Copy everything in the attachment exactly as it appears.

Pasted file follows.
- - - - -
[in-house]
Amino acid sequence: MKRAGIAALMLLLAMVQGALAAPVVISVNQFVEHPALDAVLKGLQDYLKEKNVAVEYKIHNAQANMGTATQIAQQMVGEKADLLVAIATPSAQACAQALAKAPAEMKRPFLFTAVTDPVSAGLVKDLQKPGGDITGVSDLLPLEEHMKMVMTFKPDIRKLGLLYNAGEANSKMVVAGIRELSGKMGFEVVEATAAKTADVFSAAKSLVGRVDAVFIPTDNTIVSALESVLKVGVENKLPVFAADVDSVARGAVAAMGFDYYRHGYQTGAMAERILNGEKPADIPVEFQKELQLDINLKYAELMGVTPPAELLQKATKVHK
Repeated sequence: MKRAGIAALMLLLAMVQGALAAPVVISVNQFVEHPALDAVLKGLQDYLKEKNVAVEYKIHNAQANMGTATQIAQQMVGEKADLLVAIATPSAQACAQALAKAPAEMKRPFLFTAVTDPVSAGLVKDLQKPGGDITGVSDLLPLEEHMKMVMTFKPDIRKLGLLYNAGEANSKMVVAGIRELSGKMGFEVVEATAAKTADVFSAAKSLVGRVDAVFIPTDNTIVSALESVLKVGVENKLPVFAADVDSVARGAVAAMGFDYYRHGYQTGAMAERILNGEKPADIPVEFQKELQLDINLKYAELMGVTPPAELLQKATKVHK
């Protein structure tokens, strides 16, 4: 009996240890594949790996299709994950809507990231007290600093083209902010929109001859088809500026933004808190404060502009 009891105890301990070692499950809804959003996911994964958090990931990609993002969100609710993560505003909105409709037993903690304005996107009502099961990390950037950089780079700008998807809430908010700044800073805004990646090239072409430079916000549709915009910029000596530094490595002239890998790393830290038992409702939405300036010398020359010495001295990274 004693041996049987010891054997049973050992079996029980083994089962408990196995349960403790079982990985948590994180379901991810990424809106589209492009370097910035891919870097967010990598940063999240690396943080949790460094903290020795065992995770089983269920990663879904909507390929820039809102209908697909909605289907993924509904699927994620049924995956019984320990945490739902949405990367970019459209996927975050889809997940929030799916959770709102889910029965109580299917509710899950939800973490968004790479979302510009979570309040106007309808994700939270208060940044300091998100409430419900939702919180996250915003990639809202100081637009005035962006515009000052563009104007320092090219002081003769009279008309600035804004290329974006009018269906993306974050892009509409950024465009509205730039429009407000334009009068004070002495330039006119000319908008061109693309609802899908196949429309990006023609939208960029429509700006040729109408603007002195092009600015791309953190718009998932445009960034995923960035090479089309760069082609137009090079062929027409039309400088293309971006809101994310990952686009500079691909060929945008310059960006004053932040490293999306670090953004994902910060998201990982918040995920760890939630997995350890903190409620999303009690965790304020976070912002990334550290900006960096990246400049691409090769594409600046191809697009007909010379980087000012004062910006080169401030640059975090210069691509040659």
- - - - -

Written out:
[in-house]
Amino acid sequence: MKRAGIAALMLLLAMVQGALAAPVVISVNQFVEHPALDAVLKGLQDYLKEKNVAVEYKIHNAQANMGTATQIAQQMVGEKADLLVAIATPSAQACAQALAKAPAEMKRPFLFTAVTDPVSAGLVKDLQKPGGDITGVSDLLPLEEHMKMVMTFKPDIRKLGLLYNAGEANSKMVVAGIRELSGKMGFEVVEATAAKTADVFSAAKSLVGRVDAVFIPTDNTIVSALESVLKVGVENKLPVFAADVDSVARGAVAAMGFDYYRHGYQTGAMAERILNGEKPADIPVEFQKELQLDINLKYAELMGVTPPAELLQKATKVHK
Repeated sequence: MKRAGIAALMLLLAMVQGALAAPVVISVNQFVEHPALDAVLKGLQDYLKEKNVAVEYKIHNAQANMGTATQIAQQMVGEKADLLVAIATPSAQACAQALAKAPAEMKRPFLFTAVTDPVSAGLVKDLQKPGGDITGVSDLLPLEEHMKMVMTFKPDIRKLGLLYNAGEANSKMVVAGIRELSGKMGFEVVEATAAKTADVFSAAKSLVGRVDAVFIPTDNTIVSALESVLKVGVENKLPVFAADVDSVARGAVAAMGFDYYRHGYQTGAMAERILNGEKPADIPVEFQKELQLDINLKYAELMGVTPPAELLQKATKVHK
């Protein structure tokens, strides 16, 4: 009996240890594949790996299709994950809507990231007290600093083209902010929109001859088809500026933004808190404060502009 009891105890301990070692499950809804959003996911994964958090990931990609993002969100609710993560505003909105409709037993903690304005996107009502099961990390950037950089780079700008998807809430908010700044800073805004990646090239072409430079916000549709915009910029000596530094490595002239890998790393830290038992409702939405300036010398020359010495001295990274 004693041996049987010891054997049973050992079996029980083994089962408990196995349960403790079982990985948590994180379901991810990424809106589209492009370097910035891919870097967010990598940063999240690396943080949790460094903290020795065992995770089983269920990663879904909507390929820039809102209908697909909605289907993924509904699927994620049924995956019984320990945490739902949405990367970019459209996927975050889809997940929030799916959770709102889910029965109580299917509710899950939800973490968004790479979302510009979570309040106007309808994700939270208060940044300091998100409430419900939702919180996250915003990639809202100081637009005035962006515009000052563009104007320092090219002081003769009279008309600035804004290329974006009018269906993306974050892009509409950024465009509205730039429009407000334009009068004070002495330039006119000319908008061109693309609802899908196949429309990006023609939208960029429509700006040729109408603007002195092009600015791309953190718009998932445009960034995923960035090479089309760069082609137009090079062929027409039309400088293309971006809101994310990952686009500079691909060929945008310059960006004053932040490293999306670090953004994902910060998201990982918040995920760890939630997995350890903190409620999303009690965790304020976070912002990334550290900006960096990246400049691409090769594409600046191809697009007909010379980087000012004062910006080169401030640059975090210069691509040659």